Laced with jet-black humour but never winking directly at the audience, Violent Night walks an absurd tonal tightrope but somehow manages to pull it off. Bold and brutal, Harbour’s savage Santa still retains the twinkle in his eye despite the trail of devastation he leaves behind, with the holiday spirit remaining intact regardless of how many bodies are broken along the way.
5. The Tower (Kim Ji-hoon, 2012)
A cross between The Towering Inferno and Die Hard that retains the latter’s seasonal setting, The Tower is a significantly better combination of the two aforementioned classics than Dwayne Johnson’s dismal Skyscraper could have ever hoped to be, and it’s extra Christmassy to boot.
Kim Sang-kyung’s Lee Dae-ho is a single father and manager of the titular 120-storey structure and sees the building’s Christmas Eve party as the perfect time to make a move on the restaurant manager that’s become the object of his affection. Just when he’s worked up the courage, though, disaster strikes.
Strong winds cause a helicopter to crash into the tower, lighting the touchpaper on a fire that rapidly begins spreading through the floors. Part disaster epic and part action thriller that even boasts an everyman hero at its core, The Tower offers a fresh twist on the standard ‘Die Hard in a [insert mode of transport/location here]’ formula with the added bells and whistles of Christmas.
4. The Long Kiss Goodnight (Renny Harlin, 1996)
The prospect of director Renny Harlin and star Geena Davis reuniting immediately after Cutthroat Island – a flop so infamous it killed a studio – for another action-packed blockbuster was understandably greeted with trepidation at the time, which may have contributed to The Long Kiss Goodnight under-performing at the box office.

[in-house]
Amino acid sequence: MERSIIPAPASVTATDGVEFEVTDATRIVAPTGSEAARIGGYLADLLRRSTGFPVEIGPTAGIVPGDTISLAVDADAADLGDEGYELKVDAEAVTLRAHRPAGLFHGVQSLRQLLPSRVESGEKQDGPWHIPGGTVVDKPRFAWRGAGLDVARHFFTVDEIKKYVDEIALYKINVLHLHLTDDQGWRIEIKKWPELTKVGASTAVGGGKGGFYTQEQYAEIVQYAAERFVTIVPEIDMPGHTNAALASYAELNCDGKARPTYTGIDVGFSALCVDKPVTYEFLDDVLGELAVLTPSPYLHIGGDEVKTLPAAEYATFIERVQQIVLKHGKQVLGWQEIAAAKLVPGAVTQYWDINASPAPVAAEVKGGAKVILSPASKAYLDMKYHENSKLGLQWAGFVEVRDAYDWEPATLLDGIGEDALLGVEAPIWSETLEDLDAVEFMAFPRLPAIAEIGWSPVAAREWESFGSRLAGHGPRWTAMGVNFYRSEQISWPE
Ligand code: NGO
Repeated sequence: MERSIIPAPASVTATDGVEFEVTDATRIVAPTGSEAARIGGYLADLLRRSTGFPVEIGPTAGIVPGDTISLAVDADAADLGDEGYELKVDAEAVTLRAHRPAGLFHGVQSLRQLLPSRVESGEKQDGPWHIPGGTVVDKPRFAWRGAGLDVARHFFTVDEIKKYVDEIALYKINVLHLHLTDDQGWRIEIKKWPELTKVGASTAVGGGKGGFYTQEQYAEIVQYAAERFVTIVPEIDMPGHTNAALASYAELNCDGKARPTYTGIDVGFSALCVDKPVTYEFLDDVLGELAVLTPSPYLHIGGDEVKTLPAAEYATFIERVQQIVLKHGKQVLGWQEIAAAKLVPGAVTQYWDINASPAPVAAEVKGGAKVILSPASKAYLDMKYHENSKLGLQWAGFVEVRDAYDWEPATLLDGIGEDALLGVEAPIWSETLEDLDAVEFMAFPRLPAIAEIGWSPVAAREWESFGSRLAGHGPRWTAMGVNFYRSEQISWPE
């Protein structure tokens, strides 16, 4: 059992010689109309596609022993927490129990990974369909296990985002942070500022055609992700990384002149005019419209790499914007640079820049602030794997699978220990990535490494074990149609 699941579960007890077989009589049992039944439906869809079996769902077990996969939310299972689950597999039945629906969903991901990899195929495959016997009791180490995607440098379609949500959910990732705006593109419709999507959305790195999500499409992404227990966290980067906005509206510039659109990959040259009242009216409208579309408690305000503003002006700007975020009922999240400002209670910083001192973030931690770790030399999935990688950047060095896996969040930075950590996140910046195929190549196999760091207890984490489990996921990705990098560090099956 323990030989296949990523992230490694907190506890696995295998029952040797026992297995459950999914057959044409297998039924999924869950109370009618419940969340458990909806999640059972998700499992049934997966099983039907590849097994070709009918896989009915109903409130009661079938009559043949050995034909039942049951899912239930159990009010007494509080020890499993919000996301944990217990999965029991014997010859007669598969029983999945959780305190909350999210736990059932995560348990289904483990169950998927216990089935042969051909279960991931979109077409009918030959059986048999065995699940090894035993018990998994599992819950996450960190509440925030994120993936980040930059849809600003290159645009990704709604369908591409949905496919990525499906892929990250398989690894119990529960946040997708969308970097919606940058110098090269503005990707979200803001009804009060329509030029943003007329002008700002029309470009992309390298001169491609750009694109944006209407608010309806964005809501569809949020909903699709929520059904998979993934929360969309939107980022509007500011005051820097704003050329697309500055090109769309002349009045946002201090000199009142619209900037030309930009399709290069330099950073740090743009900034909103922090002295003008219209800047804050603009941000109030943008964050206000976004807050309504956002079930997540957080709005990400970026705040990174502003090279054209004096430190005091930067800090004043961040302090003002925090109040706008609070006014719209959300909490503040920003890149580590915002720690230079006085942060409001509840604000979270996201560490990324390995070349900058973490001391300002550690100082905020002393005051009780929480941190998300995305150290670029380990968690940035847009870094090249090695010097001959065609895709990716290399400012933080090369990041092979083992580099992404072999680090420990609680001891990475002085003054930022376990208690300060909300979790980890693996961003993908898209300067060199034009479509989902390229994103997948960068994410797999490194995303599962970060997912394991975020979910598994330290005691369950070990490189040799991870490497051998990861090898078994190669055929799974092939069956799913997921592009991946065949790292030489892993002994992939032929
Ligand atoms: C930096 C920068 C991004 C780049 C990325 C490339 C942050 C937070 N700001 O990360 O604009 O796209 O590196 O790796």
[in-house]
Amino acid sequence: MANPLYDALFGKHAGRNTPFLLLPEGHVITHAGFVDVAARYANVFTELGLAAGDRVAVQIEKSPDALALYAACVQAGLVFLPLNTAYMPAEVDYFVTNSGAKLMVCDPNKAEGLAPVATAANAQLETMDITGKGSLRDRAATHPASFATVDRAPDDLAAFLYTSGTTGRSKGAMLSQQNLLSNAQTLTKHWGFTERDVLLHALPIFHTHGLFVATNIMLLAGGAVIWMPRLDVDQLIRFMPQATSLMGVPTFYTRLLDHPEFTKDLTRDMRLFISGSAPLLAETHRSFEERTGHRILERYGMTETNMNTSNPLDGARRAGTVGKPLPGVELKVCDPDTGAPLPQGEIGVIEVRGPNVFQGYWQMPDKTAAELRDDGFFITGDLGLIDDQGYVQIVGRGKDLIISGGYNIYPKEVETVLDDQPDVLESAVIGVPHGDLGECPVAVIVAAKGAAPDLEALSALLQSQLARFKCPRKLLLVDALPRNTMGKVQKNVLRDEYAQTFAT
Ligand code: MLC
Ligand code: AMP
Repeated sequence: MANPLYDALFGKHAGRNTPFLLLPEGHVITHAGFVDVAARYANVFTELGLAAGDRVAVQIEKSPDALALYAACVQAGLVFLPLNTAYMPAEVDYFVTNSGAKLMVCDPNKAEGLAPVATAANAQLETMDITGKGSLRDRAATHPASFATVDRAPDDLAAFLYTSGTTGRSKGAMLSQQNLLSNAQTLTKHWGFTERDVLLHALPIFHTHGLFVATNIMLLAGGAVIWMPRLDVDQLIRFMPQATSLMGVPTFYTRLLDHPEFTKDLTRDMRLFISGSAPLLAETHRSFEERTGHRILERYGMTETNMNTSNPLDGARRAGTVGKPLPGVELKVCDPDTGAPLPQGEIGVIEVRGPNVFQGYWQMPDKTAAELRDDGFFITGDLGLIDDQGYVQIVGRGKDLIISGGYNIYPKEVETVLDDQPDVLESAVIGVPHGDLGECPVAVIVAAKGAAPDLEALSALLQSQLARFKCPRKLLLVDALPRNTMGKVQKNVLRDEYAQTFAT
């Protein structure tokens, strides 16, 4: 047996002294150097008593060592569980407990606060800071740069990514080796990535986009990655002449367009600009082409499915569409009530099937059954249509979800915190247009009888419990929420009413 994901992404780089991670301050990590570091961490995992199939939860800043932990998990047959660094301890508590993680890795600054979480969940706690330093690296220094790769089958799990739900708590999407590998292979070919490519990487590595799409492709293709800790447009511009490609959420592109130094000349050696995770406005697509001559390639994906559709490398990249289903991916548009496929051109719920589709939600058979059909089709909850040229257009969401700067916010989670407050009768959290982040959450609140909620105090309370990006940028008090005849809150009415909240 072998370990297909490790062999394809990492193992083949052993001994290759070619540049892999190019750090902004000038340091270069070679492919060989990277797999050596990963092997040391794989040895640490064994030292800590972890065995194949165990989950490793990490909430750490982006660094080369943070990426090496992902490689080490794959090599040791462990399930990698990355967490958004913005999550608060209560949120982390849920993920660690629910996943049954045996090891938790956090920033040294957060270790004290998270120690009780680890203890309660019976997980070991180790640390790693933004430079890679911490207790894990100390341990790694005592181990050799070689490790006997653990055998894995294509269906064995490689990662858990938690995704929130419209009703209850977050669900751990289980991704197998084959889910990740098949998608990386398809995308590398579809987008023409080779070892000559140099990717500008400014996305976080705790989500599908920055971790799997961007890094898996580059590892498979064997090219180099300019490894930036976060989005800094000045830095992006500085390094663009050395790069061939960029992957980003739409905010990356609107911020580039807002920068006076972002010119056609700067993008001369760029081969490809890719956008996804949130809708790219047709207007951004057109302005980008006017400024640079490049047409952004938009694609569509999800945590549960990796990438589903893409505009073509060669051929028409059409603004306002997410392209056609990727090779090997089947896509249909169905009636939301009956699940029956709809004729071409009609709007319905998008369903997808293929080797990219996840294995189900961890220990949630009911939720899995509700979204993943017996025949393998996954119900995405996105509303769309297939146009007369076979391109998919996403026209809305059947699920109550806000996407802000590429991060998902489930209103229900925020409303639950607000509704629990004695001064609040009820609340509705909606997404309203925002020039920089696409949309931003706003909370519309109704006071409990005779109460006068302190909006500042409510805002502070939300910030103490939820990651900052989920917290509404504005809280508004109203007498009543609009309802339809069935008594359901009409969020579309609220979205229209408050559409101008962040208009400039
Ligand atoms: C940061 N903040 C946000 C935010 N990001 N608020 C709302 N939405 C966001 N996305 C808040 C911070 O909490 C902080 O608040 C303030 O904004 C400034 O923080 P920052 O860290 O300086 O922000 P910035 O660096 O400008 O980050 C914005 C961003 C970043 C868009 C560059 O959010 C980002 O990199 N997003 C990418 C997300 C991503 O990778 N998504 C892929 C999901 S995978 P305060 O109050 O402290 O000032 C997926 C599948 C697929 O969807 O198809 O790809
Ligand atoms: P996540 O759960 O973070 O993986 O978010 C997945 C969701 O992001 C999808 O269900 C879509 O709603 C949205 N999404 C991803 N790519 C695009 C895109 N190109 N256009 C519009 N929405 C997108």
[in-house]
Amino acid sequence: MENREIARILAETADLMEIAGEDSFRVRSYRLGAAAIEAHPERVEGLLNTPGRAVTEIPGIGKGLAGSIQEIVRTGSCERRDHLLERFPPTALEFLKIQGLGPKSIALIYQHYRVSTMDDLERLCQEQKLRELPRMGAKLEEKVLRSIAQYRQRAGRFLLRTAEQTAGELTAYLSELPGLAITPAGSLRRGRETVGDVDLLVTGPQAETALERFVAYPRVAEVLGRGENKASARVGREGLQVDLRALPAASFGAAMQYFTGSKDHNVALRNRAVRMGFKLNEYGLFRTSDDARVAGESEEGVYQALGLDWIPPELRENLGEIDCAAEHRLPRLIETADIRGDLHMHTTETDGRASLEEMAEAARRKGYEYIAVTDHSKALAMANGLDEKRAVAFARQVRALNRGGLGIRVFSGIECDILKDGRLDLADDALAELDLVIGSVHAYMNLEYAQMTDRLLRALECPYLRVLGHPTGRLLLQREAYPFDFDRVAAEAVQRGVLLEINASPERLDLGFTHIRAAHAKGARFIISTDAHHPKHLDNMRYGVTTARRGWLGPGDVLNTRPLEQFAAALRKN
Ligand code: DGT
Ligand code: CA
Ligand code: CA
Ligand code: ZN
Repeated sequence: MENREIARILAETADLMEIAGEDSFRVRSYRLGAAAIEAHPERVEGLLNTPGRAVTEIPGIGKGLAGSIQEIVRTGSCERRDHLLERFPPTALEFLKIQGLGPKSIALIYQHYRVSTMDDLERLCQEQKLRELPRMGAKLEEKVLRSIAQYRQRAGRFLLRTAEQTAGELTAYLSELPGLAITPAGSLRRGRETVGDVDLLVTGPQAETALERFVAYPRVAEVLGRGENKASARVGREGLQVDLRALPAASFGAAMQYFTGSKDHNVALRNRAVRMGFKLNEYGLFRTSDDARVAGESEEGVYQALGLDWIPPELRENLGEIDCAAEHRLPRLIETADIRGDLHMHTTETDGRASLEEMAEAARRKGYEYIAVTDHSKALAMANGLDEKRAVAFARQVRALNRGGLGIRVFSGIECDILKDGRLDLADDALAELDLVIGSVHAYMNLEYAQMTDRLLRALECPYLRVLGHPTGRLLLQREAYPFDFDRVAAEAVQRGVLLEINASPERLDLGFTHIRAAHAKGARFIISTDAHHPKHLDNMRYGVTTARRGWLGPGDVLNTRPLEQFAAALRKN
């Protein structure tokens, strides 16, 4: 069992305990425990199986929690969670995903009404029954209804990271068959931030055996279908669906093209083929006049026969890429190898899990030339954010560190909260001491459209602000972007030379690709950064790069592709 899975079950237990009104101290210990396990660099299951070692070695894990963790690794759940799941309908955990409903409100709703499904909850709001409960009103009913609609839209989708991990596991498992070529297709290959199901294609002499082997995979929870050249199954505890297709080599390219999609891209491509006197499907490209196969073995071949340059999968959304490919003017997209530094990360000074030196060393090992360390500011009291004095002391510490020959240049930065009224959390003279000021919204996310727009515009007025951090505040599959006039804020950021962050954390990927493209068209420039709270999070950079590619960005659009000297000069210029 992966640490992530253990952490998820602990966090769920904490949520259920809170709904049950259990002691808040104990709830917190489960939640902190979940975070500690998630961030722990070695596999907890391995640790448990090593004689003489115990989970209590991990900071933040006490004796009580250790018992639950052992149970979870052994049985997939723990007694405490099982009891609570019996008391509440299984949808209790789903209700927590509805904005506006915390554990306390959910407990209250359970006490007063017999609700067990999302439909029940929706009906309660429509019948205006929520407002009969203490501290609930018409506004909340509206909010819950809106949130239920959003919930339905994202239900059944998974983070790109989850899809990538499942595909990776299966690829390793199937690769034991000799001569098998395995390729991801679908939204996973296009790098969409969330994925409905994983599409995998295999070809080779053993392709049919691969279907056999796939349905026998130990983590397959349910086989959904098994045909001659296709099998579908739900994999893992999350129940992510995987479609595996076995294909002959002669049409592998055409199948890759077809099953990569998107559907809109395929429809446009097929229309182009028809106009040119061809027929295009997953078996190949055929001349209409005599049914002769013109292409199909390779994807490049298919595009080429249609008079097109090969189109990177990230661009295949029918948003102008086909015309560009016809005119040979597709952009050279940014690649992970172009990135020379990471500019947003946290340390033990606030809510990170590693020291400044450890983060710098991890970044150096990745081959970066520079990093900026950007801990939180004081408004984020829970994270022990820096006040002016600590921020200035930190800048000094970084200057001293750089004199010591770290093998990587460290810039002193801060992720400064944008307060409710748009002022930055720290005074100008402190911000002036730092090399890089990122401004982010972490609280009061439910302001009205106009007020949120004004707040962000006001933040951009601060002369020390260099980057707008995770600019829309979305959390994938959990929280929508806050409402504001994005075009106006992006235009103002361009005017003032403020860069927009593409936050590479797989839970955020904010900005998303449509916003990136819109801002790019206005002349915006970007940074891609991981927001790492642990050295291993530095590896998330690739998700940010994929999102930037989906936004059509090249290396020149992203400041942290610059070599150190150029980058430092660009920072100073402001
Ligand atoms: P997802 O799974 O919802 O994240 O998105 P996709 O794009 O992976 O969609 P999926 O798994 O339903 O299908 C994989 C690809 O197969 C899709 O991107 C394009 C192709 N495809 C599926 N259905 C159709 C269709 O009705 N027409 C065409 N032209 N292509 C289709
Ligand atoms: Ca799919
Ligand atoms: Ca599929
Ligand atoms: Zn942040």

In the years since, it’s become a firm favourite of the festive viewing schedule, with the star’s amnesiac suburbanite Samantha Caine turning her peril on its head once she rediscovers the latent skills of deadly operative Charly Baltimore that were buried deep within following a bullet to the head.
The chemistry between Davis and Samuel L. Jackson’s motormouthed private eye Mitch Henessey is palpable, Shane Black’s signature rat-a-tat dialogue delivers plenty of zingers and one-liners, and it’s all set against the snowy backdrop of Christmas. So much so that the film quite literally begins with Elvis Presley’s version of ‘Santa Claus is Back in Town’ and a parade that sees Davis kitted out as Mrs. Claus.
3. Kiss Kiss Bang Bang (Shane Black, 2005)
Regardless of its status as a stone-cold classic Christmas action movie, Kiss Kiss Bang Bang inadvertently became a pivotal moment in modern blockbuster cinema after Jon Favreau was so blown away by Robert Downey Jr’s performance that he couldn’t see beyond the actor as his perfect casting for Tony Stark in the in-development Iron Man.